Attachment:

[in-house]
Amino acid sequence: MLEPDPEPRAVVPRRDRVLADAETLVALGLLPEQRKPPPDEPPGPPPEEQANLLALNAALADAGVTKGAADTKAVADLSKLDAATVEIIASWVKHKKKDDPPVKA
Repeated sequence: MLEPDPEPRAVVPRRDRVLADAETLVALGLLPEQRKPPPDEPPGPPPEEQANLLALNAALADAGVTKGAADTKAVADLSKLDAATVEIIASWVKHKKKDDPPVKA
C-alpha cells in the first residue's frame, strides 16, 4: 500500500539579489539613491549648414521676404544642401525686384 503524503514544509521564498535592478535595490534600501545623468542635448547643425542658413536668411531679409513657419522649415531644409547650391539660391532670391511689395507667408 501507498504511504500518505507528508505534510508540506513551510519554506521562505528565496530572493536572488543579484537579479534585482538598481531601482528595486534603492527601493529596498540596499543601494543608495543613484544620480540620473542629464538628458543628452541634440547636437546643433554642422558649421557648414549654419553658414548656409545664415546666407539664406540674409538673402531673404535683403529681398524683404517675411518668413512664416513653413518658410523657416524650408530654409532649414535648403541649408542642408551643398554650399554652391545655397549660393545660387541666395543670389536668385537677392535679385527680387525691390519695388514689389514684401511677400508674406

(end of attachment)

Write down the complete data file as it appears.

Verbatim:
[in-house]
Amino acid sequence: MLEPDPEPRAVVPRRDRVLADAETLVALGLLPEQRKPPPDEPPGPPPEEQANLLALNAALADAGVTKGAADTKAVADLSKLDAATVEIIASWVKHKKKDDPPVKA
Repeated sequence: MLEPDPEPRAVVPRRDRVLADAETLVALGLLPEQRKPPPDEPPGPPPEEQANLLALNAALADAGVTKGAADTKAVADLSKLDAATVEIIASWVKHKKKDDPPVKA
C-alpha cells in the first residue's frame, strides 16, 4: 500500500539579489539613491549648414521676404544642401525686384 503524503514544509521564498535592478535595490534600501545623468542635448547643425542658413536668411531679409513657419522649415531644409547650391539660391532670391511689395507667408 501507498504511504500518505507528508505534510508540506513551510519554506521562505528565496530572493536572488543579484537579479534585482538598481531601482528595486534603492527601493529596498540596499543601494543608495543613484544620480540620473542629464538628458543628452541634440547636437546643433554642422558649421557648414549654419553658414548656409545664415546666407539664406540674409538673402531673404535683403529681398524683404517675411518668413512664416513653413518658410523657416524650408530654409532649414535648403541649408542642408551643398554650399554652391545655397549660393545660387541666395543670389536668385537677392535679385527680387525691390519695388514689389514684401511677400508674406